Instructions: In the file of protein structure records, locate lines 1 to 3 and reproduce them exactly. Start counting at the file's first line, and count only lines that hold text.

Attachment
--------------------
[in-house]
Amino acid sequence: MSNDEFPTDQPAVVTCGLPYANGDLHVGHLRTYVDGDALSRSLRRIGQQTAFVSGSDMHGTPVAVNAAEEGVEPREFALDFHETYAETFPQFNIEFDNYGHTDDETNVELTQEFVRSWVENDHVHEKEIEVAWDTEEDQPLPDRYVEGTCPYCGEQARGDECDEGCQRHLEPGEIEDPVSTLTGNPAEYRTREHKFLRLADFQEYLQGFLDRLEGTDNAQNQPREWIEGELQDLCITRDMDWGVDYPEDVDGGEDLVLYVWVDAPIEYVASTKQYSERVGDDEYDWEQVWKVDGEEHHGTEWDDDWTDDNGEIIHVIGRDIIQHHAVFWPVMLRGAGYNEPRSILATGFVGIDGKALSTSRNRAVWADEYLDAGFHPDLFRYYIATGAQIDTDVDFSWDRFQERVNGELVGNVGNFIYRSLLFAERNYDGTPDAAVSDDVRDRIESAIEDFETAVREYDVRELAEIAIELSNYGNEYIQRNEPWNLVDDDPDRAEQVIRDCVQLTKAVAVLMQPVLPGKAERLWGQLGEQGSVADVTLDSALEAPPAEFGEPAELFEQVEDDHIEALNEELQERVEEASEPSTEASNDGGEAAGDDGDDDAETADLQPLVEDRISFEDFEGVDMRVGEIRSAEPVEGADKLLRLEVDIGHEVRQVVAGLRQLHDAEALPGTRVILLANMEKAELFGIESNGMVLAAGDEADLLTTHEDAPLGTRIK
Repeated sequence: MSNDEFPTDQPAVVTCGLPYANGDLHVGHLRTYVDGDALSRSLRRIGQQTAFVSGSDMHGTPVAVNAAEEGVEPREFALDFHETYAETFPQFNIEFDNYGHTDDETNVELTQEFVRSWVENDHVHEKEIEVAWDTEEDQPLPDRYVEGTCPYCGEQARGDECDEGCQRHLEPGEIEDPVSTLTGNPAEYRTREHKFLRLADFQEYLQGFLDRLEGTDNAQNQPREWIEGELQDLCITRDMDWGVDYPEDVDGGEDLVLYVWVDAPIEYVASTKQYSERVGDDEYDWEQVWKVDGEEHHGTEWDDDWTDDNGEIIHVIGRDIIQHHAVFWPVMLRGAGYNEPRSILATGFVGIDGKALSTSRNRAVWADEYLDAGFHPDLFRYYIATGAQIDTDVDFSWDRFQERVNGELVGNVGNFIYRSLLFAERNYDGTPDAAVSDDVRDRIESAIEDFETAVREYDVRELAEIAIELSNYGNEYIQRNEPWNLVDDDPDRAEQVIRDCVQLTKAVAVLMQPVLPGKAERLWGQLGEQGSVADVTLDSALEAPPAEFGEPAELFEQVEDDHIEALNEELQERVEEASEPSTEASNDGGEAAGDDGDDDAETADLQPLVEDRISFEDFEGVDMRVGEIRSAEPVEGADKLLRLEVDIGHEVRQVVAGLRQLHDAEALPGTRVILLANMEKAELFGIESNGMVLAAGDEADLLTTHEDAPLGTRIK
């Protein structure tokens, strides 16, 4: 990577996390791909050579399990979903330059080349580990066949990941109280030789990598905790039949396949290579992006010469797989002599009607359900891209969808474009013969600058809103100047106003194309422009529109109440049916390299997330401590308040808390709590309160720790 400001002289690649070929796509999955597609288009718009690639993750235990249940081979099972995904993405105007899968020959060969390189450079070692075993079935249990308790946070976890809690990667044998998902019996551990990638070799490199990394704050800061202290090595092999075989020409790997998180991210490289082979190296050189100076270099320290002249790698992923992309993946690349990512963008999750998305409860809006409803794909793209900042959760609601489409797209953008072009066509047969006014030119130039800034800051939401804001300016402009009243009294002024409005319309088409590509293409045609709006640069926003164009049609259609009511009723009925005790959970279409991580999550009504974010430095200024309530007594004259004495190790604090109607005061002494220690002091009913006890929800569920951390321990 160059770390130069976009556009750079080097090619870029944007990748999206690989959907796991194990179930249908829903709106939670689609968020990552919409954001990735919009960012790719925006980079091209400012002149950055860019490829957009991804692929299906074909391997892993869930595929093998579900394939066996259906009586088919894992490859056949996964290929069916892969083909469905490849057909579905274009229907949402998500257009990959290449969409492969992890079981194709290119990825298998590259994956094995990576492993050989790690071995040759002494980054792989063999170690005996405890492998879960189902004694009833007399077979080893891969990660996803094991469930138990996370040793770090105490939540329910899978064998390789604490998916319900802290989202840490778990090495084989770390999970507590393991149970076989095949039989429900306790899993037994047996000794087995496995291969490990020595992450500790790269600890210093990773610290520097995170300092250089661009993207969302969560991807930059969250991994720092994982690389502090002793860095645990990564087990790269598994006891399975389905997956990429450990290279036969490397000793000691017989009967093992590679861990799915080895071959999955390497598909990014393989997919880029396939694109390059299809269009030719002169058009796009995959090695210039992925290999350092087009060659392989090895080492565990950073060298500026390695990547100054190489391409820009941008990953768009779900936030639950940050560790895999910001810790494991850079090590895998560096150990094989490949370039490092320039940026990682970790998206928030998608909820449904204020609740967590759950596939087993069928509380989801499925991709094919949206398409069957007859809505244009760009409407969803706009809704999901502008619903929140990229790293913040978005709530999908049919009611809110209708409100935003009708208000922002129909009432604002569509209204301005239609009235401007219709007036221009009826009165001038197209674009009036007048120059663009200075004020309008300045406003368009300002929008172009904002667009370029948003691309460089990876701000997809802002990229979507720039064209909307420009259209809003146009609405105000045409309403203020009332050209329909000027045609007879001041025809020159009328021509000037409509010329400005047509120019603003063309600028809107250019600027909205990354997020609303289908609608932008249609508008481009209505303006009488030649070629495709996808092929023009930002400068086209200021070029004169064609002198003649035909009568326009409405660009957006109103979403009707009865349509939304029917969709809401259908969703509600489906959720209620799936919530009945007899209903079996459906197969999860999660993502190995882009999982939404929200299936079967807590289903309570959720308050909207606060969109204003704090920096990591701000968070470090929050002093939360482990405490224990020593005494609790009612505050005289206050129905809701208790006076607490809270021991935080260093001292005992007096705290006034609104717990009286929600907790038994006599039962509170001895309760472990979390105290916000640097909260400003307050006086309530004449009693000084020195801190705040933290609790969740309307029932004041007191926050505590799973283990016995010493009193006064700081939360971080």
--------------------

[in-house]
Amino acid sequence: MSNDEFPTDQPAVVTCGLPYANGDLHVGHLRTYVDGDALSRSLRRIGQQTAFVSGSDMHGTPVAVNAAEEGVEPREFALDFHETYAETFPQFNIEFDNYGHTDDETNVELTQEFVRSWVENDHVHEKEIEVAWDTEEDQPLPDRYVEGTCPYCGEQARGDECDEGCQRHLEPGEIEDPVSTLTGNPAEYRTREHKFLRLADFQEYLQGFLDRLEGTDNAQNQPREWIEGELQDLCITRDMDWGVDYPEDVDGGEDLVLYVWVDAPIEYVASTKQYSERVGDDEYDWEQVWKVDGEEHHGTEWDDDWTDDNGEIIHVIGRDIIQHHAVFWPVMLRGAGYNEPRSILATGFVGIDGKALSTSRNRAVWADEYLDAGFHPDLFRYYIATGAQIDTDVDFSWDRFQERVNGELVGNVGNFIYRSLLFAERNYDGTPDAAVSDDVRDRIESAIEDFETAVREYDVRELAEIAIELSNYGNEYIQRNEPWNLVDDDPDRAEQVIRDCVQLTKAVAVLMQPVLPGKAERLWGQLGEQGSVADVTLDSALEAPPAEFGEPAELFEQVEDDHIEALNEELQERVEEASEPSTEASNDGGEAAGDDGDDDAETADLQPLVEDRISFEDFEGVDMRVGEIRSAEPVEGADKLLRLEVDIGHEVRQVVAGLRQLHDAEALPGTRVILLANMEKAELFGIESNGMVLAAGDEADLLTTHEDAPLGTRIK
Repeated sequence: MSNDEFPTDQPAVVTCGLPYANGDLHVGHLRTYVDGDALSRSLRRIGQQTAFVSGSDMHGTPVAVNAAEEGVEPREFALDFHETYAETFPQFNIEFDNYGHTDDETNVELTQEFVRSWVENDHVHEKEIEVAWDTEEDQPLPDRYVEGTCPYCGEQARGDECDEGCQRHLEPGEIEDPVSTLTGNPAEYRTREHKFLRLADFQEYLQGFLDRLEGTDNAQNQPREWIEGELQDLCITRDMDWGVDYPEDVDGGEDLVLYVWVDAPIEYVASTKQYSERVGDDEYDWEQVWKVDGEEHHGTEWDDDWTDDNGEIIHVIGRDIIQHHAVFWPVMLRGAGYNEPRSILATGFVGIDGKALSTSRNRAVWADEYLDAGFHPDLFRYYIATGAQIDTDVDFSWDRFQERVNGELVGNVGNFIYRSLLFAERNYDGTPDAAVSDDVRDRIESAIEDFETAVREYDVRELAEIAIELSNYGNEYIQRNEPWNLVDDDPDRAEQVIRDCVQLTKAVAVLMQPVLPGKAERLWGQLGEQGSVADVTLDSALEAPPAEFGEPAELFEQVEDDHIEALNEELQERVEEASEPSTEASNDGGEAAGDDGDDDAETADLQPLVEDRISFEDFEGVDMRVGEIRSAEPVEGADKLLRLEVDIGHEVRQVVAGLRQLHDAEALPGTRVILLANMEKAELFGIESNGMVLAAGDEADLLTTHEDAPLGTRIK